Tag: American values

Predator: A Portrait of America

Would you like to see a symbolic self-portrait of America, circa 2009. Here it is. I give you the Predator:

Ugly, isn’t it? But it wasn’t designed to be pretty. It was designed to kill without warning – cheaply, efficiently, and at no risk to the operator. That’s a Hellfire missile under the wing. It can destroy any armored vehicle or demolish a small building. The little sensor globe under the nose allows the remote pilot, sitting in a cubicle somewhere in the good old USA, to deliver sudden death to America’s enemies on command. There is no defense against the predator, and no warning.

This is who we are now. This is our new national bird. We thrill at the killing of victims who never know what hit them. Aggressive violence has become a perfected perversion in America, and its ultimate expression is the ability to kill with absolute impunity. American industry and ingenuity have supplied this perfect remote killing device, and for this they have the thanks of a grateful, bloodthirsty nation.

Predators and predation are terms used increasingly to describe the miscreants of Wall Street, but these are only the best-paid of America’s predators. The whole “success” culture of America has morphed from a value-based model to a smash-and-grab, quick kill paradigm that equates to predation.

This transformation is perfectly represented in our mass culture. The measure of progress in the American popular cinema is the intensity of stylized violence in our beloved “action films.” Each new Batman movie, for example, shows the (progressively “darker”) costumed protagonist unleashing sudden, unexpected violence on the villains. He strikes with overwhelming force, out of nowhere, then vanishes completely.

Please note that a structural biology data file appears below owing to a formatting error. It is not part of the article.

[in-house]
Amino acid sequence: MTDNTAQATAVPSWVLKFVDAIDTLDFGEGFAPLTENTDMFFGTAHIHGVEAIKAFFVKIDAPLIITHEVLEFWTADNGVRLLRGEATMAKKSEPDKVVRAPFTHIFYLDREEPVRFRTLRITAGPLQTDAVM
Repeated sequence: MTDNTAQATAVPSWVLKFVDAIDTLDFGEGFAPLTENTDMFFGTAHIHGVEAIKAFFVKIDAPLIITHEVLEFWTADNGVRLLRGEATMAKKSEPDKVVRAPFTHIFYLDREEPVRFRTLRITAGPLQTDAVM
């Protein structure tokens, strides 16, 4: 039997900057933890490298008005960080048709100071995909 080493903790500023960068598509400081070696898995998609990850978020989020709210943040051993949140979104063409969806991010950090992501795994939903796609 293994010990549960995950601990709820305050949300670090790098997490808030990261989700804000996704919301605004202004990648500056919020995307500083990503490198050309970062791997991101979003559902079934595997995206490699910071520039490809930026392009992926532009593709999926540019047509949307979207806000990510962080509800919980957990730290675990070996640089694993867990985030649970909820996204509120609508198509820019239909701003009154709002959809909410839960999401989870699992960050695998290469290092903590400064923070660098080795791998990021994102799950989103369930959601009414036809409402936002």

So what’s so bad about predation? After all, nature is full of predators and prey. It’s a jungle out there. The problem is that civilization is based on value exchange. Giving fair measure in return for fair payment is the foundation of all commerce, and, arguably all human relations. When we adopt predation as our model for living, we regress from the civilized state to animalistic behavior. When predation becomes a society’s behavioral paradigm, businessmen become gangsters, government becomes brutal, and trust vanishes.

If you want to experience cognitive whiplash, ask any young adult what they think of Goldman Sachs, then ask them if they would take a job there. The fast hit to make a killing is now the American Dream. We are now a nation of predators.